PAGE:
You have been directly influencing your child from the moment they were conceived. Every food you ingested, every bit of exercise you engaged in, the sleep you had and the stress you experienced are some examples of how your lifestyle impacted your baby. You will continue to shape your child once they emerge and this responsibility is monumental. You likely have a lot on your plate and possibly feel that your needs are secondary.
While all variables cannot be controlled, such as lack of sleep from a nursing baby, there are ways to get creative with your self-care routine to make it work best for you. It is also important to reframe the idea that self-care is selfish to something like, self-care allows me to set a good example of health early in my child's life.
Exercise is one of the most beneficial tasks one can engage in, especially in the prenatal and postnatal period. New moms may feel like they don't have time to regularly exercise and this is where a little creativity comes in handy. There are classes that offer new moms the opportunity to exercise with their new baby. If you don't feel ready to get out in public, there are multiple ways you can be active with your baby at home.
A couple of great ways to do this are, take a walk or jog with your baby around your neighborhood. You can start out walking and then slowly incorporate intervals by walking with short bouts of jogging/running. Additionally, you can hold your baby while doing squats and lunges and even chest and shoulder presses. As your child grows and witnesses your dedication to exercise, they will likely prioritize in the same manner. Science shows us that kids who have fit moms tend to follow in their footsteps.
Self-care likely looks different for everyone and that's ok. Some moms may really enjoy more social interaction; a local new mom meetup might be a great way to get out of the house. Others might really enjoy a massage or meditation class. The point is to be sure to not neglect yourself, or at least not entirely, and check in with your inner dialogue about whether or not the thoughts you have are an accurate reflection of your parenting skills.
Moms who show self love are sending a great message to their young while honoring themselves, thereby creating a happy and harmonious environment for the family. How can anyone be a good parent if they are constantly neglecting themselves? We must all strive to balance the areas of our lives that are calling our attention most. A better you is for sure a better parent.
I recently saw a shark on t.v. birthing her pups with ease. Not more than a minute after she delivered, she swam away, appearing not to be in any pain, nor slightly disfigured. I thought, Great Scott! What if it were that easy for humans?!
I began to ponder if all animals seemingly pooped out their young and moved on with their day as if it was all effortless. I began researching this topic and it turns out that birth isn't always a walk in the park for every animal. Hyenas for instance, give birth through an extended clitoris (a pseudopenis)-OUCH! If a baby porcupine is facing in the wrong direction in the birth canal, the quills can scratch and damage the inside of the mother. This list goes on.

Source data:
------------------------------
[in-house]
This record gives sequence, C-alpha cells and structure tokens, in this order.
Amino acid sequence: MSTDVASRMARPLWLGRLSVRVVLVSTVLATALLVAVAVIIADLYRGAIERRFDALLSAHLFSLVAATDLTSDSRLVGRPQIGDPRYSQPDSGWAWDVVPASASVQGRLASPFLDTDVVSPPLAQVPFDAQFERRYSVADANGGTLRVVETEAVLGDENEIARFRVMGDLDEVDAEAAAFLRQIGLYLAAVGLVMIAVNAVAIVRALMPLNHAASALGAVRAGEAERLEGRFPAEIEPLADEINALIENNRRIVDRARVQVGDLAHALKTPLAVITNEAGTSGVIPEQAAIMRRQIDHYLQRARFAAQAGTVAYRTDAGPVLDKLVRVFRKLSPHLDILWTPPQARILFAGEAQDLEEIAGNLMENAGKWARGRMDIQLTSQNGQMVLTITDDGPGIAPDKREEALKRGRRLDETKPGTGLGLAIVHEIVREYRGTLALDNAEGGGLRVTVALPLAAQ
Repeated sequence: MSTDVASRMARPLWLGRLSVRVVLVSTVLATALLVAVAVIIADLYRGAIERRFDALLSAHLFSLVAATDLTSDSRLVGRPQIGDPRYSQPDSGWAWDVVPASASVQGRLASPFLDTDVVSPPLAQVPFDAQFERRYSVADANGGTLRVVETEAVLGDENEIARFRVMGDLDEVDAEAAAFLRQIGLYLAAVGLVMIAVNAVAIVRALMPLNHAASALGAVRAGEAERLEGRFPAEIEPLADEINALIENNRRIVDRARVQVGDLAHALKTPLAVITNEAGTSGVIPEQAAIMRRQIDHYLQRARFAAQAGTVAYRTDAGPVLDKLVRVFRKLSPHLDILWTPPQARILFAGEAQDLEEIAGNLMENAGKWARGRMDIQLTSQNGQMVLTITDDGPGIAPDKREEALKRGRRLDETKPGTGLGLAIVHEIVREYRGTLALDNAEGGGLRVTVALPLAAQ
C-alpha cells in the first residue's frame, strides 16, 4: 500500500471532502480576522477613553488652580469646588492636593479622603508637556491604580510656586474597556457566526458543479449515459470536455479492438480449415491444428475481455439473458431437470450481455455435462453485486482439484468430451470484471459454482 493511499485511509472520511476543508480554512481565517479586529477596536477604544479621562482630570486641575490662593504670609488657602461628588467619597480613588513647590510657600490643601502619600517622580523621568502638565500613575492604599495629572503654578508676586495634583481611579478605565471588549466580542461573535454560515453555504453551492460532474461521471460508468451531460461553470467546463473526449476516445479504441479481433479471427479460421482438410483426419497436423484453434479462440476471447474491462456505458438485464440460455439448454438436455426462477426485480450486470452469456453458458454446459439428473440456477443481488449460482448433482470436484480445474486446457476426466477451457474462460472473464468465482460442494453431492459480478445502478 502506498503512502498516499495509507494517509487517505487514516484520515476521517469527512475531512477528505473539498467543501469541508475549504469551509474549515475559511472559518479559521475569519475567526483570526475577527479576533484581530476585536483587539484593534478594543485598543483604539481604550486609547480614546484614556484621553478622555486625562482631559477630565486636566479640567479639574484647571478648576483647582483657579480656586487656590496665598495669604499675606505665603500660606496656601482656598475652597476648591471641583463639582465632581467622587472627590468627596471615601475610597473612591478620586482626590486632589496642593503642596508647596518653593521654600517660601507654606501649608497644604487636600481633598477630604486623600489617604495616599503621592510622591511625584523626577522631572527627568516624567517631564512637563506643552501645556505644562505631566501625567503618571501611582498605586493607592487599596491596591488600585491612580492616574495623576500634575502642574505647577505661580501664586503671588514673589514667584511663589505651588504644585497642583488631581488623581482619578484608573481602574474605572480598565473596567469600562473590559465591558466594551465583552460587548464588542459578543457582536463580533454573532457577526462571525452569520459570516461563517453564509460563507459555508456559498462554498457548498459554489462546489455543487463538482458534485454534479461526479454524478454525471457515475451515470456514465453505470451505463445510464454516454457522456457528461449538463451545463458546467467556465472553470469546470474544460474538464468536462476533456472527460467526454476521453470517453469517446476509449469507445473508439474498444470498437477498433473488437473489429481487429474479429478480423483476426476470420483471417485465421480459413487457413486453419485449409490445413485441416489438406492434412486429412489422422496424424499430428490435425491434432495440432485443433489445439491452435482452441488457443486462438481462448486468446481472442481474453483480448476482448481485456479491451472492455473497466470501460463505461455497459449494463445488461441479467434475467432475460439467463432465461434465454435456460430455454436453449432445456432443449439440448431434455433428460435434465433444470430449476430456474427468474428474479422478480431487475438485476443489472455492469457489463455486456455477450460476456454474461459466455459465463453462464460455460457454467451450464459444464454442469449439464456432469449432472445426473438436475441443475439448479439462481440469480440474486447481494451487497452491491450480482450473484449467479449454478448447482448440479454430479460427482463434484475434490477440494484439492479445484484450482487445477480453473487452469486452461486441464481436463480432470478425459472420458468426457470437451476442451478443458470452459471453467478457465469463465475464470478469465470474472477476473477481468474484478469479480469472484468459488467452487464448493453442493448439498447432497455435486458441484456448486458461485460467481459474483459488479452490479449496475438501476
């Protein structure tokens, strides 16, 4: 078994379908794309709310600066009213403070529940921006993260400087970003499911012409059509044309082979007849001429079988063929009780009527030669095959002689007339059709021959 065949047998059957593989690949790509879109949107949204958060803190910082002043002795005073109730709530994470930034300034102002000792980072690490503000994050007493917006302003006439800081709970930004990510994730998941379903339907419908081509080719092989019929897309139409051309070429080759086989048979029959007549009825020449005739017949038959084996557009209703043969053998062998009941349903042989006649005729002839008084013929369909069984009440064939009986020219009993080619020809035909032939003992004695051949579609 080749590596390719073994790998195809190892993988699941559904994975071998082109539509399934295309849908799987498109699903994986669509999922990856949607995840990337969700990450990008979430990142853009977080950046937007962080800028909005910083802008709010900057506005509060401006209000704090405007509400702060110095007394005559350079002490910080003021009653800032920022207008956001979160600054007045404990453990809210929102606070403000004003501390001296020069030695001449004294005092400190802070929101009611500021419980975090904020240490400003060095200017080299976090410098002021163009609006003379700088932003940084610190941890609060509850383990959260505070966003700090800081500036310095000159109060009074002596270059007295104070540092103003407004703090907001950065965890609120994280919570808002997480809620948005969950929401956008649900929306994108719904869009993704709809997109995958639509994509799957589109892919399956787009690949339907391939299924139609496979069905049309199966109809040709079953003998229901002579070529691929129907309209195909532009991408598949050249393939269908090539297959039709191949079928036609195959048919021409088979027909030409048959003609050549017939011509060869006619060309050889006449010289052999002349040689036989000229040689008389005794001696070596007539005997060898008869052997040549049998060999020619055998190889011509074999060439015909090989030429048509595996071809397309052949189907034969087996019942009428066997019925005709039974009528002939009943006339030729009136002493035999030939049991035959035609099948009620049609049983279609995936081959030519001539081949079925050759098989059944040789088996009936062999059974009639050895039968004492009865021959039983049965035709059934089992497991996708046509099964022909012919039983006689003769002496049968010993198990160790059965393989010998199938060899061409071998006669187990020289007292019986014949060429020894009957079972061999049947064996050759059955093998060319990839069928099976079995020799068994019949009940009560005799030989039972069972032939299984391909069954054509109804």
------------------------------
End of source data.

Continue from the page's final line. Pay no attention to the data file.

Humans can endure extended periods of labor and may even experience Braxton Hicks contractions days before they actually go into labor. While it seems beyond unfair that some animals suffer with ruptured uteruses or even death, luckily many humans have access to a medical team to assist them during this magnificent experience of child birth.
While I don't know much about the anatomy of animals or what could potentially ease the pain and damage associated with delivery of their young, I do know that humans do not have to stand by idly, simply expecting and dreading the birth of their child. While there is no way to know for sure what your birthing experience will be beforehand, there are actionable steps that can and should be utilized by all pregnant women.
It has been said that only 15% of pregnant women exercise. Although this doesn't surprise me (because of many misconceptions floating around), it is upsetting to me as a professional. Multiple studies show how women who exercise throughout their pregnancy reduce time spent in labor, require less pain medication, require less labor inducing drugs, are less likely to require a C-section, and rebound much quicker than women who don't exercise throughout pregnancy. To give an example, a friend who delivered her daughter at age 35 (same friend who had visible abdominals only after 4 months postpartum), exercised throughout her entire pregnancy and was in labor for only one hour.
Exercises such as squats and lunges encourage the baby to assume ideal positioning for delivery. Women who have trained for the big event (delivery), are stronger and therefore are able to push their baby out faster, which reduces time spent in labor. Many women who haven't exercised during pregnancy sometimes suffer with continuing to look pregnant after delivery because their abdominal muscles are so stretched and weak.